The Case for Email …

Not so many years ago writing to someone involved a pen, a sheet or two of paper, a stamp and a trip to the post-box. It took a lot to be inspired to write and typically you would have something important to say to make such an effort. Nowadays with email it is easier to write than not and anything that you think might be vaguely interesting to someone tends to get typed and sent. There is not even a standard acceptable length; anything from one line to an endless ream might wing its way into your inbox and there is not a person that is exempt; knowing someone or not makes it no more or less likely that you will receive an email from them at some point in time.
When it comes to work, remote offices, international corporations and bosses in high towers in places you had to learn to spell when you joined the company, sometimes you are only known by the quality and quantity of your emails.
To create a great impression you need to be the king or queen of the great email. Okay, so that is a tall order, but you can be known for great content and for me, I would say, less is definitely more when it comes to quantity.
I’m not suggesting that you revert to letter writing frequency. I think in this digital age people expect more communication than they did. If you got a letter from a best-friend once a month that would have been something to appreciate, now we probably talk to, skype, text and / or email our closest friends at least once a week (I hope my closest friends aren’t reading this; I’m still a once a month girl!).
So, when should you write an email and who should you copy?
  • Email is great for things that need to be traceable; if you want an audit trail send an email. Even deleted emails can be found with the right expert and some specialist technology.
  • Email is great when you want to send something complex that needs to be reviewed multiple times; sending complex proposals, contracts and tenders is a fantastic use of email
  • When you want to send something internationally that will arrive immediately then use email. It is almost instant and of course, it is global
  • When you want to let multiple people know about an event, meeting, course, conference, appointment or change in working practice send an email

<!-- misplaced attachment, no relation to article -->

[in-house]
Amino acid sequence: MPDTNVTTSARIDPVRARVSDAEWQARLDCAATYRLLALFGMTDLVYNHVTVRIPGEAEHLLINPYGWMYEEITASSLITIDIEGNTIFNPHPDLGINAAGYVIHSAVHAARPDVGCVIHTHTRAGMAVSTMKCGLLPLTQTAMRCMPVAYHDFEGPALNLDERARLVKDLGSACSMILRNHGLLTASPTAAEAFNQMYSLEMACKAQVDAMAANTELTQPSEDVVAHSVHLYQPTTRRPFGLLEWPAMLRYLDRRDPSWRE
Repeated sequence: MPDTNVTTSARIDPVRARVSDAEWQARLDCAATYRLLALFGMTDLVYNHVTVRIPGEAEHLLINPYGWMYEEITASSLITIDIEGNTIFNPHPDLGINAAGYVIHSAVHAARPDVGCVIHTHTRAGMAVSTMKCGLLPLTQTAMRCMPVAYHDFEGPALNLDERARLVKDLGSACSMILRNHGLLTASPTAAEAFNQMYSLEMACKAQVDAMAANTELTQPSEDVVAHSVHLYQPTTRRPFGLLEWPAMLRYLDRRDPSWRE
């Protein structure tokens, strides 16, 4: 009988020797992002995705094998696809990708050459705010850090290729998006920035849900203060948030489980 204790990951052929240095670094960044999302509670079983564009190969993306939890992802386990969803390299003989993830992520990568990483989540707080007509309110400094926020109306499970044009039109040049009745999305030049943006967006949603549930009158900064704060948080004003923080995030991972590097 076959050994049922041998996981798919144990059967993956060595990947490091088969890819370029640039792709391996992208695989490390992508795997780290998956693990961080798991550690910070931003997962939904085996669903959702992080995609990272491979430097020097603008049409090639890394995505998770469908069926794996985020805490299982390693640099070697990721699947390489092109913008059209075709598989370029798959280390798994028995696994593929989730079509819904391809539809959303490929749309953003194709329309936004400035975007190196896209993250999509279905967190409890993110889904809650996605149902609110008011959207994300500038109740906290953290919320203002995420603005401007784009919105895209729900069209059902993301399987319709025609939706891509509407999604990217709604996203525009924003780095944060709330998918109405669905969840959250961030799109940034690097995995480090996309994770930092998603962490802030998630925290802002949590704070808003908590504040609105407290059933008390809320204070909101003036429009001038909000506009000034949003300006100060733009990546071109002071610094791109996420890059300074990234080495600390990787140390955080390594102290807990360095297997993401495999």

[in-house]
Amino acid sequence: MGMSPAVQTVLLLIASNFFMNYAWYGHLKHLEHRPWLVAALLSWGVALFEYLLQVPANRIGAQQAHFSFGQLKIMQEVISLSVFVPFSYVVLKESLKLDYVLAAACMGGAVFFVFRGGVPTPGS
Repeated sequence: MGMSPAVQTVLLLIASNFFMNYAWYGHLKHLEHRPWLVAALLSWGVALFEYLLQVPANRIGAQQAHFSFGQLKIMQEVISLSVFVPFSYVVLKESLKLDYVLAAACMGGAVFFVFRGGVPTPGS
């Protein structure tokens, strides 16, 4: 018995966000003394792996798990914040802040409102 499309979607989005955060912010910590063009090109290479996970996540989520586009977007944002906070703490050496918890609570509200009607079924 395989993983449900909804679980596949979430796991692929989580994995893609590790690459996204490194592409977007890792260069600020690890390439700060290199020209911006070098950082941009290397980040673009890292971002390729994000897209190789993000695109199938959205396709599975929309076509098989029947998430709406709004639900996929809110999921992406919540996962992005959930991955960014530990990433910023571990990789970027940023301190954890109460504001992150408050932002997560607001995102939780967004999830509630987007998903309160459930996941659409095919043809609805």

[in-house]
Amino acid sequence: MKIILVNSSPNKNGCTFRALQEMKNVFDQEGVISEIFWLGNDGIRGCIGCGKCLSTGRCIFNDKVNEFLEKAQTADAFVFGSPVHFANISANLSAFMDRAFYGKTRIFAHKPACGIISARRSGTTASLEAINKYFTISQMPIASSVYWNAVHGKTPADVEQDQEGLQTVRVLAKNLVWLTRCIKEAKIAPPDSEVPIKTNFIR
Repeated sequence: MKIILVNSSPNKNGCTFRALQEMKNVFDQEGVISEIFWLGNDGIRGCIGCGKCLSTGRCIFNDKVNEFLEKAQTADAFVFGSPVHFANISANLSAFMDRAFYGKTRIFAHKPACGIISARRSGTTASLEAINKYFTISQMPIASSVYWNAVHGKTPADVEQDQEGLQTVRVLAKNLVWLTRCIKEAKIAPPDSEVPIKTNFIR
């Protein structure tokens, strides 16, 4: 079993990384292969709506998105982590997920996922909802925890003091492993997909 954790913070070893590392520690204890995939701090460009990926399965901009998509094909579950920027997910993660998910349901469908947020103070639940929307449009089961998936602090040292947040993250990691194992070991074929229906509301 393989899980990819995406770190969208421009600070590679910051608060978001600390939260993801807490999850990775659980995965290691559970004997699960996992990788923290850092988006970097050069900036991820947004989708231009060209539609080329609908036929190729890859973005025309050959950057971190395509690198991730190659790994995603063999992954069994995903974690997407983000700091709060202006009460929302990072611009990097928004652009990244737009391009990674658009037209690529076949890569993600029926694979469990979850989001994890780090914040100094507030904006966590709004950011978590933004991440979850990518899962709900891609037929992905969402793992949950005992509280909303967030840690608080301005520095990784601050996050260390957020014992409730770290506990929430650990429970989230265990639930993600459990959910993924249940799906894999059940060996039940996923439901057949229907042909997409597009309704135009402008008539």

Copy everyone that is involved in whatever the email is about. If you need an audit trail with certain departments or divisions copy a member of that team. When you have brought cakes into the office for your birthday and you copy all, including colleagues in other offices some distance away, that is inappropriate and is in effect junk email.
I have a very low tolerance to email. If you have sent me a few emails that are completely irrelevant to me, I am not opening your next email in any hurry, no matter who you are and no matter what you put as the subject title. If you send me multiple emails a day and nothing has interested me within the space of a week I might even filter you directly to my junk file. Harsh, yes, I am sure that it is, but I have a feeling that I am not the only one.
Sometimes in an effort to be visible to the people we want to notice us within an organisation we copy them on our emails so that they can see what we are up to and be impressed by our many efforts. Unfortunately, you are more likely to become the email pest than the office star. Much better to copy someone influential on something of interest to them as and when the opportunity arises, even if that is very infrequent. Imagine being top of their ‘to open’ list because they know that everything you ever send them is of interest and therefore your email is bound to be valuable. Now isn’t that a great position to be in!
For help getting noticed within your organisation or making the transition from where you are to where you want to be please contact one of our Consultant Coaches at

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